One of the biggest challenges communicators face—according to Davis & Company’s survey—is not creating their internal communications plans, but getting leaders to buy in and support the strategy.
So we looked to our favorite on-screen heroine, Daenerys Targaryen, the ambitious Game of Thrones princess, for some tips. Daenerys crossed land and sea on her mission to bring harmony to the Seven Kingdoms, but rallying support for her endeavors wasn’t easy. Even so, she made it to Westeros with unlikely advisors and a winning plan to become queen.
While you might not be seeking the Iron Throne of your organization, you need to ensure you have leaders’ support. Here are three of Dany’s strategies you can use to gain leader buy-in on your next internal communication plan:
Involve leaders in the planning process.
Daenerys wouldn’t be the successful woman she is today without the guidance of her trusted advisors.
Sometimes, you won’t have all the answers to build your communication plan. That’s why you need to get leaders involved in the planning process.
Identify which leaders have the greatest stake in your communications and interview them to understand their business priorities, communication objectives and ideas for improving communication. In the end, you’ll have a brilliant plan that leaders will be ready to support.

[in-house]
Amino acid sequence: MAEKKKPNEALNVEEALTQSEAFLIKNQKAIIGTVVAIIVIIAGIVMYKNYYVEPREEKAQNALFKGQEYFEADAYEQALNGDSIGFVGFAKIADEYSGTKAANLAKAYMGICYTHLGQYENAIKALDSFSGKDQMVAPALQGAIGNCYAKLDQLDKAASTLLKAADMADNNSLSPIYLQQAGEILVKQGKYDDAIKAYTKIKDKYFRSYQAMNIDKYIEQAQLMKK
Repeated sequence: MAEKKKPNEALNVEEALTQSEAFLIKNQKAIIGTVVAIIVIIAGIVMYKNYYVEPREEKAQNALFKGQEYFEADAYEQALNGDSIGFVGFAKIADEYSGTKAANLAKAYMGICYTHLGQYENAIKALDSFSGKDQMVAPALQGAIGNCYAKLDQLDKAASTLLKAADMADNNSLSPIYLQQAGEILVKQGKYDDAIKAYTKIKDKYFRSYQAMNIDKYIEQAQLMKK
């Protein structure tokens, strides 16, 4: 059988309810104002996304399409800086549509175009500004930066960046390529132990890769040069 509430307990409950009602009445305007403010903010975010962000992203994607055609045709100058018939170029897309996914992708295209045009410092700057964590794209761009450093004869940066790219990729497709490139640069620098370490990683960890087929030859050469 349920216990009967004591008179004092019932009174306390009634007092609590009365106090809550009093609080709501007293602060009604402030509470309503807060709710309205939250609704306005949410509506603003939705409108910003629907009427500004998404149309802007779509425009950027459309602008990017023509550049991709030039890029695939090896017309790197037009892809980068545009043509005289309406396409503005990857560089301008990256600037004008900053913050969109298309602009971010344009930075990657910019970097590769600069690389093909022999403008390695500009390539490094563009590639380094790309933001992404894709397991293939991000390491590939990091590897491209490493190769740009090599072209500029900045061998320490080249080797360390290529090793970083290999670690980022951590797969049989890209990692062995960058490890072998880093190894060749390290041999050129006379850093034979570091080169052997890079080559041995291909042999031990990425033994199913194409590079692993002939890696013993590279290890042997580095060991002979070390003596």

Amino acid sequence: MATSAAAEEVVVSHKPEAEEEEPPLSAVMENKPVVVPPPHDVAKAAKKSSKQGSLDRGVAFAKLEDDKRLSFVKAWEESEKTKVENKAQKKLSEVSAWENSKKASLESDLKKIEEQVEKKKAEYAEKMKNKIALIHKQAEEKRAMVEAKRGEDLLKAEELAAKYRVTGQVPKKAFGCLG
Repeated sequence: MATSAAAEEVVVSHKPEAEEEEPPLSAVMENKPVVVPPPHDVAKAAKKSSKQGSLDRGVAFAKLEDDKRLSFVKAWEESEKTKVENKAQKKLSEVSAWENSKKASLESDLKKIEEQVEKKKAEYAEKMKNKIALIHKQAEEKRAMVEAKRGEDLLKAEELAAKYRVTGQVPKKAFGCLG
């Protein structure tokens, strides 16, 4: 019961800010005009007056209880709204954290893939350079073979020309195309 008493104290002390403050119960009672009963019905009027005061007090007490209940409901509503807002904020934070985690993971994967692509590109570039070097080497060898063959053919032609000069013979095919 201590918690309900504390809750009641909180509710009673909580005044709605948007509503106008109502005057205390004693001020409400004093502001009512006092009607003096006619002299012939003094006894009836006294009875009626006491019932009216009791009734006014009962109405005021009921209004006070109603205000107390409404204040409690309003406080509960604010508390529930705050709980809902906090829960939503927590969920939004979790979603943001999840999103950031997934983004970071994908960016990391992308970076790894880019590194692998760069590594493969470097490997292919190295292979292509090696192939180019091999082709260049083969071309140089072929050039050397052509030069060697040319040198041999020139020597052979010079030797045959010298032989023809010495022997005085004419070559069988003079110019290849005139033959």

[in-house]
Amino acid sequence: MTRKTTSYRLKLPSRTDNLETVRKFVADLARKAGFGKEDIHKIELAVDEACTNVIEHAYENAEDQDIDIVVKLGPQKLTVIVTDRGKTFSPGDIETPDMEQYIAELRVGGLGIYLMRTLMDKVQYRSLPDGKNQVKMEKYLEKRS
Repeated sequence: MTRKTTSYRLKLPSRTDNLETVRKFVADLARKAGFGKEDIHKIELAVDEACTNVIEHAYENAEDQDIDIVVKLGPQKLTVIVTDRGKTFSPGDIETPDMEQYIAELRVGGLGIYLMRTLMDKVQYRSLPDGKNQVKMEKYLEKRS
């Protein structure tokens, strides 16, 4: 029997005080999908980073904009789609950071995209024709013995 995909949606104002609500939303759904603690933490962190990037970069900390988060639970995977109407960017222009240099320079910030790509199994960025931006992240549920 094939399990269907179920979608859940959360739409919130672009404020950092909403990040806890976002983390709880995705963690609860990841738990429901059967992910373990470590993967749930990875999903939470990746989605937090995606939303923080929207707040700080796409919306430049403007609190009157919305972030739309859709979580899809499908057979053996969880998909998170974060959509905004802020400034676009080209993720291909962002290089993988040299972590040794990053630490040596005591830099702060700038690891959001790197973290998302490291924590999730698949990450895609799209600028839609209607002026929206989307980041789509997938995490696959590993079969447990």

Demonstrate your expertise.
Just like Daenerys’s dragons, you have a unique gift: your communication expertise.
You attend communication conferences, subscribe to leading practice blogs and are always looking for new communication trends. You apply your cutting-edge experience to your communication planning, but leaders are stuck in their ways.
When presenting your plan to leaders, include data, like benchmarking studies, to define what best-in-class communication looks like and how successful internal communication positively impacts the bottom line.
Be the voice of the people.
Daenerys always took the time to listen to the needs of her people—and you should do the same.
When creating your plan, use survey and focus group data to make strategic decisions about how to reach employees. Then, when you present your plan to leaders, advocate for the people by sharing employee-centric, quantitative data, along with real comments that defend your plan.
The result? Leaders will pay attention and see you as a confident strategic advisor.